Ensuring Domestic Violence Survivors’ Safety – Center for American Progress

It is critical to address gaps in the infrastructure of survivor supports laid bare by the coronavirus pandemic to ensure a sound base of support for survivors at all times as well as to identify what additional supports might be needed during future emergencies. For example, in response to significant increases in call volume to the state-run DV hotline, New York expanded the service from exclusively phone calls to text communication as well as a secure chat online on a state-run website.12 Expansion efforts such as New York’s are important to encouraging wider accessibility to existing supports; however, lawmakers must ensure that the broader infrastructure of survivor supports also addresses the health and economic needs of survivors as integral to their safety and well-being. Furthermore, efforts that do not center survivors may further endanger them, perpetuating abuse and economic insecurity as well as a lack of adequate health coverage.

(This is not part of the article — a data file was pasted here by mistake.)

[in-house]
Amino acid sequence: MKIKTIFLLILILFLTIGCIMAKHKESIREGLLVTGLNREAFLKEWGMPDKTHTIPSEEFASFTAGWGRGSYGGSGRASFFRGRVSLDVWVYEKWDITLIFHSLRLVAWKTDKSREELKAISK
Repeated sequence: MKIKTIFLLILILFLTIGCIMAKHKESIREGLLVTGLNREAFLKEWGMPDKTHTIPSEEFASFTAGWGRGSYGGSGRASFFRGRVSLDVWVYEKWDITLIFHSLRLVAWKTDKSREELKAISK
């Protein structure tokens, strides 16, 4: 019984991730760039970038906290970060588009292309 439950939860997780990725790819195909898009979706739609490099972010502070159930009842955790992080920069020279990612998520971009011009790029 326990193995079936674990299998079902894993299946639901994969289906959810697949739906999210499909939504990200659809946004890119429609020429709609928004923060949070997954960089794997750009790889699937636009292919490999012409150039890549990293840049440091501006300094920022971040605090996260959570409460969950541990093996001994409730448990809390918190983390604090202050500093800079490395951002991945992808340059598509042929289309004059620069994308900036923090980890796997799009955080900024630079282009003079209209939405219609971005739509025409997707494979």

The relationship between DV and economic insecurity

Economic security is an important bulwark against DV, helping to ensure that survivors, particularly women, have the financial resources that they need to escape an abusive partner or to seek help. Women, however, generally have a poorer economic standing in this country when compared with men—a reality made worse by the pandemic—putting them at greater risk for abuse and violence.13 Research indicates that lower-income women are more likely to experience intimate partner violence, with economic stressors likely being a key contributing factor.14 In addition, women experience lost productivity and earnings over their lifetimes as a result of DV, losing almost 8 million days of paid work every year and putting them at greater risk for continued violence due to financial dependency on their partners.15 These facts contribute to the cyclical relationship between economic insecurity and DV, both disproportionately affecting lower-income women and worsening women’s economic standing.

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